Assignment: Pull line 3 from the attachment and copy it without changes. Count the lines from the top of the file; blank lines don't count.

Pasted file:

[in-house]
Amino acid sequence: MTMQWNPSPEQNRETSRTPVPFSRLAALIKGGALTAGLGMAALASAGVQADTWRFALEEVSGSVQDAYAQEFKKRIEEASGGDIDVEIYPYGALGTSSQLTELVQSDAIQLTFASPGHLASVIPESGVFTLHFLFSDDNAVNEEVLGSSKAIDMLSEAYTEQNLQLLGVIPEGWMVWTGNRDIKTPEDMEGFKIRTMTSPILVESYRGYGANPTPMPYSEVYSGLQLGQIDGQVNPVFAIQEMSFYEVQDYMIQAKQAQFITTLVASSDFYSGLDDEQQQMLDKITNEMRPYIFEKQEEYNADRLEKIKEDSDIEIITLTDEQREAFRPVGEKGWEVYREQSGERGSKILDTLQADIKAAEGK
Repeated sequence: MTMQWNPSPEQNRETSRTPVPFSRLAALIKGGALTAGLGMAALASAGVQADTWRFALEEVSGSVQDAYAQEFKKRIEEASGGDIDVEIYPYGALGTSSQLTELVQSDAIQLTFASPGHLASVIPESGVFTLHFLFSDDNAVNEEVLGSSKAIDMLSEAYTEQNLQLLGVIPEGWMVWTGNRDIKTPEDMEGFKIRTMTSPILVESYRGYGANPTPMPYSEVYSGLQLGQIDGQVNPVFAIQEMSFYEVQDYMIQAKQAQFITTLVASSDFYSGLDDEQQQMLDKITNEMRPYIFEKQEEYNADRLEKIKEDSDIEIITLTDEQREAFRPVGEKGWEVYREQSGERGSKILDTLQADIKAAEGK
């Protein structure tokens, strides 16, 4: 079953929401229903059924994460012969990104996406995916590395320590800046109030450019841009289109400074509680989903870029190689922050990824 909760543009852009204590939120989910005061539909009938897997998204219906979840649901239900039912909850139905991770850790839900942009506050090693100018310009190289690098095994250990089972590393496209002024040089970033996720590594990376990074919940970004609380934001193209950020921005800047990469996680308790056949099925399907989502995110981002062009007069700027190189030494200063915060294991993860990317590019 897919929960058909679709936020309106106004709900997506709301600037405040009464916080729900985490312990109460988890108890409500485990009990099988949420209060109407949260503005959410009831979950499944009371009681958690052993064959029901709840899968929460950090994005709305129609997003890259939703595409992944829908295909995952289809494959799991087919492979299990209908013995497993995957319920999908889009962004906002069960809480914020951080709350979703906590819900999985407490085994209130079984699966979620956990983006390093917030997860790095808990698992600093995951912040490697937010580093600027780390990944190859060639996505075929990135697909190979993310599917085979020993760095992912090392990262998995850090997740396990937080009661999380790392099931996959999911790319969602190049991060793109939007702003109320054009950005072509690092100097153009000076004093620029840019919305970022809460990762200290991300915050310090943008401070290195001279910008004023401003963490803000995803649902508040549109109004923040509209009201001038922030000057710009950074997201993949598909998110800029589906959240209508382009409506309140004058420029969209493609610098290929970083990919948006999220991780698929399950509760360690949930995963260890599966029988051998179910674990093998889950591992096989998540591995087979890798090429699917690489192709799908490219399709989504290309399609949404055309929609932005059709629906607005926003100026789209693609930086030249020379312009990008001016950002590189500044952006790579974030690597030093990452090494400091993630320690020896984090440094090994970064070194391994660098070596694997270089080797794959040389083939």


Repeated sequence: MTMQWNPSPEQNRETSRTPVPFSRLAALIKGGALTAGLGMAALASAGVQADTWRFALEEVSGSVQDAYAQEFKKRIEEASGGDIDVEIYPYGALGTSSQLTELVQSDAIQLTFASPGHLASVIPESGVFTLHFLFSDDNAVNEEVLGSSKAIDMLSEAYTEQNLQLLGVIPEGWMVWTGNRDIKTPEDMEGFKIRTMTSPILVESYRGYGANPTPMPYSEVYSGLQLGQIDGQVNPVFAIQEMSFYEVQDYMIQAKQAQFITTLVASSDFYSGLDDEQQQMLDKITNEMRPYIFEKQEEYNADRLEKIKEDSDIEIITLTDEQREAFRPVGEKGWEVYREQSGERGSKILDTLQADIKAAEGK